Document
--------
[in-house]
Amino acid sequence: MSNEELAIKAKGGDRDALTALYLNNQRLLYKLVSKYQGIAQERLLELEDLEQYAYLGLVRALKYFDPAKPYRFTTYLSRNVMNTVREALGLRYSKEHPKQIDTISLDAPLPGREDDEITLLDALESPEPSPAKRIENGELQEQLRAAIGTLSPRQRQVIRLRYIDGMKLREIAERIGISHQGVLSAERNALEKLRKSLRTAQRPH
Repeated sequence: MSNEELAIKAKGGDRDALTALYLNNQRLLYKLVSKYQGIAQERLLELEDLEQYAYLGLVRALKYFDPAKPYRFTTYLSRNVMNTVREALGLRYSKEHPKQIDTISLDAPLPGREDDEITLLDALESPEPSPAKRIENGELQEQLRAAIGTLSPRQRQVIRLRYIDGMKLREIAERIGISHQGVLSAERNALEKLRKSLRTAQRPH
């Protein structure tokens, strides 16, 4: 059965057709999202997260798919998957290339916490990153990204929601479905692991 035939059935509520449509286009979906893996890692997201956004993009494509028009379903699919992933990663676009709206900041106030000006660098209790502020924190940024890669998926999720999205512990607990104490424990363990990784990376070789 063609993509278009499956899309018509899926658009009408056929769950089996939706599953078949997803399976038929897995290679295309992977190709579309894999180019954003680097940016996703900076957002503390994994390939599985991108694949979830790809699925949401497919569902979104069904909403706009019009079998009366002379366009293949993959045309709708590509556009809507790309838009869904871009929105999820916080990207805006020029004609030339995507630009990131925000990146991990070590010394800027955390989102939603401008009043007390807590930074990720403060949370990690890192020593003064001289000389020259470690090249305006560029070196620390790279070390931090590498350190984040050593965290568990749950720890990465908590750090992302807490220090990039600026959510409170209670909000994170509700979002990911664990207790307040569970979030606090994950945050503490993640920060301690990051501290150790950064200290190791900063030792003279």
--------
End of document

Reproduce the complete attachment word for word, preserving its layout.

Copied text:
[in-house]
Amino acid sequence: MSNEELAIKAKGGDRDALTALYLNNQRLLYKLVSKYQGIAQERLLELEDLEQYAYLGLVRALKYFDPAKPYRFTTYLSRNVMNTVREALGLRYSKEHPKQIDTISLDAPLPGREDDEITLLDALESPEPSPAKRIENGELQEQLRAAIGTLSPRQRQVIRLRYIDGMKLREIAERIGISHQGVLSAERNALEKLRKSLRTAQRPH
Repeated sequence: MSNEELAIKAKGGDRDALTALYLNNQRLLYKLVSKYQGIAQERLLELEDLEQYAYLGLVRALKYFDPAKPYRFTTYLSRNVMNTVREALGLRYSKEHPKQIDTISLDAPLPGREDDEITLLDALESPEPSPAKRIENGELQEQLRAAIGTLSPRQRQVIRLRYIDGMKLREIAERIGISHQGVLSAERNALEKLRKSLRTAQRPH
């Protein structure tokens, strides 16, 4: 059965057709999202997260798919998957290339916490990153990204929601479905692991 035939059935509520449509286009979906893996890692997201956004993009494509028009379903699919992933990663676009709206900041106030000006660098209790502020924190940024890669998926999720999205512990607990104490424990363990990784990376070789 063609993509278009499956899309018509899926658009009408056929769950089996939706599953078949997803399976038929897995290679295309992977190709579309894999180019954003680097940016996703900076957002503390994994390939599985991108694949979830790809699925949401497919569902979104069904909403706009019009079998009366002379366009293949993959045309709708590509556009809507790309838009869904871009929105999820916080990207805006020029004609030339995507630009990131925000990146991990070590010394800027955390989102939603401008009043007390807590930074990720403060949370990690890192020593003064001289000389020259470690090249305006560029070196620390790279070390931090590498350190984040050593965290568990749950720890990465908590750090992302807490220090990039600026959510409170209670909000994170509700979002990911664990207790307040569970979030606090994950945050503490993640920060301690990051501290150790950064200290190791900063030792003279």